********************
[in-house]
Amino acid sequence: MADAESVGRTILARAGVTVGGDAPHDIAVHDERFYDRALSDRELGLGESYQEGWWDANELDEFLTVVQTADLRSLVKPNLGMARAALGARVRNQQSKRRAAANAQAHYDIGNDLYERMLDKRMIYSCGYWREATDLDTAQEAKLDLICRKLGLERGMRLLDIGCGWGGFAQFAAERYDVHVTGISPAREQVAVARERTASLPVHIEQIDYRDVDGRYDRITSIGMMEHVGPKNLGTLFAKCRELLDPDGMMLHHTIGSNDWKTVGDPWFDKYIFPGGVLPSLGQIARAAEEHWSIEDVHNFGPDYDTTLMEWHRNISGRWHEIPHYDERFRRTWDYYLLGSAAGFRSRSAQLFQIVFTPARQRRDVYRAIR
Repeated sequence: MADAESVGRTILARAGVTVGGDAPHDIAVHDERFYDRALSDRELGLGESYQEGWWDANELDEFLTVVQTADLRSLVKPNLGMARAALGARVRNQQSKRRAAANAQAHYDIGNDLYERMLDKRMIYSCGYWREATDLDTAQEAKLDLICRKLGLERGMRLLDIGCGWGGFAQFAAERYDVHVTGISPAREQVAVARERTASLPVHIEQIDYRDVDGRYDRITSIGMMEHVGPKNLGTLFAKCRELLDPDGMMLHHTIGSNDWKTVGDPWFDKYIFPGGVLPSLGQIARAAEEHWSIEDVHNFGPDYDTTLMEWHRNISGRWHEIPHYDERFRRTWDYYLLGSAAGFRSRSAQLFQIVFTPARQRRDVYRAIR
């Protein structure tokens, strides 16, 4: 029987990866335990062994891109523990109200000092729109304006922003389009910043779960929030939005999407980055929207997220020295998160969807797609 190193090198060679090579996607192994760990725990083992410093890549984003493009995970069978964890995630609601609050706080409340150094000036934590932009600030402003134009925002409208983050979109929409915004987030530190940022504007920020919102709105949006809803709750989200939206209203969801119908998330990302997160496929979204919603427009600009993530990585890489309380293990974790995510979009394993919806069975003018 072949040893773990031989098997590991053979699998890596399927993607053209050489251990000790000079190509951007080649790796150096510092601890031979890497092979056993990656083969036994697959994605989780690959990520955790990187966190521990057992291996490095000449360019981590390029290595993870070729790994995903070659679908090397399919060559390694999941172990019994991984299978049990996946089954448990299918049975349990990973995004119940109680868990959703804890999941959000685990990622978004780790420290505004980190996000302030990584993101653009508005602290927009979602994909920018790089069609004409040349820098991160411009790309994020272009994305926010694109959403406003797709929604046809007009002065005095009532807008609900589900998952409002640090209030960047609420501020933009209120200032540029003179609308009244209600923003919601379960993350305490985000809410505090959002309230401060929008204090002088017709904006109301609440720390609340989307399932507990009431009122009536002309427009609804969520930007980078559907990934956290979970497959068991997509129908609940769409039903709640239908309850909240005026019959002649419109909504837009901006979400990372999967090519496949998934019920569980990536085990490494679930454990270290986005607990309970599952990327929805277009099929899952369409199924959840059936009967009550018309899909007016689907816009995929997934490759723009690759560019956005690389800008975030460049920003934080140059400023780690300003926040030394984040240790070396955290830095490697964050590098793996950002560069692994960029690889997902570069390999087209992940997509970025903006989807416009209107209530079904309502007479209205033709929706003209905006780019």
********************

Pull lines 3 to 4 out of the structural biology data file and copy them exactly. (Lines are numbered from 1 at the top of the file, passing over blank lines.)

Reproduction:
Repeated sequence: MADAESVGRTILARAGVTVGGDAPHDIAVHDERFYDRALSDRELGLGESYQEGWWDANELDEFLTVVQTADLRSLVKPNLGMARAALGARVRNQQSKRRAAANAQAHYDIGNDLYERMLDKRMIYSCGYWREATDLDTAQEAKLDLICRKLGLERGMRLLDIGCGWGGFAQFAAERYDVHVTGISPAREQVAVARERTASLPVHIEQIDYRDVDGRYDRITSIGMMEHVGPKNLGTLFAKCRELLDPDGMMLHHTIGSNDWKTVGDPWFDKYIFPGGVLPSLGQIARAAEEHWSIEDVHNFGPDYDTTLMEWHRNISGRWHEIPHYDERFRRTWDYYLLGSAAGFRSRSAQLFQIVFTPARQRRDVYRAIR
């Protein structure tokens, strides 16, 4: 029987990866335990062994891109523990109200000092729109304006922003389009910043779960929030939005999407980055929207997220020295998160969807797609 190193090198060679090579996607192994760990725990083992410093890549984003493009995970069978964890995630609601609050706080409340150094000036934590932009600030402003134009925002409208983050979109929409915004987030530190940022504007920020919102709105949006809803709750989200939206209203969801119908998330990302997160496929979204919603427009600009993530990585890489309380293990974790995510979009394993919806069975003018 072949040893773990031989098997590991053979699998890596399927993607053209050489251990000790000079190509951007080649790796150096510092601890031979890497092979056993990656083969036994697959994605989780690959990520955790990187966190521990057992291996490095000449360019981590390029290595993870070729790994995903070659679908090397399919060559390694999941172990019994991984299978049990996946089954448990299918049975349990990973995004119940109680868990959703804890999941959000685990990622978004780790420290505004980190996000302030990584993101653009508005602290927009979602994909920018790089069609004409040349820098991160411009790309994020272009994305926010694109959403406003797709929604046809007009002065005095009532807008609900589900998952409002640090209030960047609420501020933009209120200032540029003179609308009244209600923003919601379960993350305490985000809410505090959002309230401060929008204090002088017709904006109301609440720390609340989307399932507990009431009122009536002309427009609804969520930007980078559907990934956290979970497959068991997509129908609940769409039903709640239908309850909240005026019959002649419109909504837009901006979400990372999967090519496949998934019920569980990536085990490494679930454990270290986005607990309970599952990327929805277009099929899952369409199924959840059936009967009550018309899909007016689907816009995929997934490759723009690759560019956005690389800008975030460049920003934080140059400023780690300003926040030394984040240790070396955290830095490697964050590098793996950002560069692994960029690889997902570069390999087209992940997509970025903006989807416009209107209530079904309502007479209205033709929706003209905006780019």